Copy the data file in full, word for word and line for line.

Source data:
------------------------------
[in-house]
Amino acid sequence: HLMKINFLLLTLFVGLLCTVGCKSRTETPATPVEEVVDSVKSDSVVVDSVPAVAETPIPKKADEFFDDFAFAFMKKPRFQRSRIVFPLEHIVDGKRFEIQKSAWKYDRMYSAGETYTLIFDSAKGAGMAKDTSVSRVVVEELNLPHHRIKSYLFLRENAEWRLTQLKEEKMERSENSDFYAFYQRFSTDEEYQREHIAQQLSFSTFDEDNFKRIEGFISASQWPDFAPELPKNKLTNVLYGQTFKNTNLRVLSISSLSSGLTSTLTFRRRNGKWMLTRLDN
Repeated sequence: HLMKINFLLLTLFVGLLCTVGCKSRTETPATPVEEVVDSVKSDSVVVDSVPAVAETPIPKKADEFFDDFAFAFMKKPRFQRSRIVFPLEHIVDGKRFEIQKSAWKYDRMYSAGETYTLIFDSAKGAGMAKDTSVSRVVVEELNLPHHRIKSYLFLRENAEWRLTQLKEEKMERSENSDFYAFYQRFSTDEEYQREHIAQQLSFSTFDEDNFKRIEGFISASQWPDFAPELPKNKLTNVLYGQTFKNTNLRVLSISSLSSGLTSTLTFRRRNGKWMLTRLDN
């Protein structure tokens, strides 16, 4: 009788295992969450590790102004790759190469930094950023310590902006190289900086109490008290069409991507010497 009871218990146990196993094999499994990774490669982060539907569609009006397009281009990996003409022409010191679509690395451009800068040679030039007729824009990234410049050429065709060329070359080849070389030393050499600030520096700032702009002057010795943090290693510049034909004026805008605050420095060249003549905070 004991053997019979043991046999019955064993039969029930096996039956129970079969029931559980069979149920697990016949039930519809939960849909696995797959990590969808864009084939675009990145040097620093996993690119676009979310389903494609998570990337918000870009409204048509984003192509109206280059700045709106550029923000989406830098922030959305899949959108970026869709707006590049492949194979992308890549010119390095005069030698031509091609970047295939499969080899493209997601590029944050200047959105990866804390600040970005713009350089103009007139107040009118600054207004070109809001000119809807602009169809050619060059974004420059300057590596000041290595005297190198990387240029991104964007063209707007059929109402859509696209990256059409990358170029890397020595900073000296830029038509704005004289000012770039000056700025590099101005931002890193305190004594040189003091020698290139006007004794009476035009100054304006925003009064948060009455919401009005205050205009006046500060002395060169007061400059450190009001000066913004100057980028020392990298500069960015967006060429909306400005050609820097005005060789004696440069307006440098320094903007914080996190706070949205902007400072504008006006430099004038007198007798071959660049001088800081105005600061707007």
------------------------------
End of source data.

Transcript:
[in-house]
Amino acid sequence: HLMKINFLLLTLFVGLLCTVGCKSRTETPATPVEEVVDSVKSDSVVVDSVPAVAETPIPKKADEFFDDFAFAFMKKPRFQRSRIVFPLEHIVDGKRFEIQKSAWKYDRMYSAGETYTLIFDSAKGAGMAKDTSVSRVVVEELNLPHHRIKSYLFLRENAEWRLTQLKEEKMERSENSDFYAFYQRFSTDEEYQREHIAQQLSFSTFDEDNFKRIEGFISASQWPDFAPELPKNKLTNVLYGQTFKNTNLRVLSISSLSSGLTSTLTFRRRNGKWMLTRLDN
Repeated sequence: HLMKINFLLLTLFVGLLCTVGCKSRTETPATPVEEVVDSVKSDSVVVDSVPAVAETPIPKKADEFFDDFAFAFMKKPRFQRSRIVFPLEHIVDGKRFEIQKSAWKYDRMYSAGETYTLIFDSAKGAGMAKDTSVSRVVVEELNLPHHRIKSYLFLRENAEWRLTQLKEEKMERSENSDFYAFYQRFSTDEEYQREHIAQQLSFSTFDEDNFKRIEGFISASQWPDFAPELPKNKLTNVLYGQTFKNTNLRVLSISSLSSGLTSTLTFRRRNGKWMLTRLDN
């Protein structure tokens, strides 16, 4: 009788295992969450590790102004790759190469930094950023310590902006190289900086109490008290069409991507010497 009871218990146990196993094999499994990774490669982060539907569609009006397009281009990996003409022409010191679509690395451009800068040679030039007729824009990234410049050429065709060329070359080849070389030393050499600030520096700032702009002057010795943090290693510049034909004026805008605050420095060249003549905070 004991053997019979043991046999019955064993039969029930096996039956129970079969029931559980069979149920697990016949039930519809939960849909696995797959990590969808864009084939675009990145040097620093996993690119676009979310389903494609998570990337918000870009409204048509984003192509109206280059700045709106550029923000989406830098922030959305899949959108970026869709707006590049492949194979992308890549010119390095005069030698031509091609970047295939499969080899493209997601590029944050200047959105990866804390600040970005713009350089103009007139107040009118600054207004070109809001000119809807602009169809050619060059974004420059300057590596000041290595005297190198990387240029991104964007063209707007059929109402859509696209990256059409990358170029890397020595900073000296830029038509704005004289000012770039000056700025590099101005931002890193305190004594040189003091020698290139006007004794009476035009100054304006925003009064948060009455919401009005205050205009006046500060002395060169007061400059450190009001000066913004100057980028020392990298500069960015967006060429909306400005050609820097005005060789004696440069307006440098320094903007914080996190706070949205902007400072504008006006430099004038007198007798071959660049001088800081105005600061707007």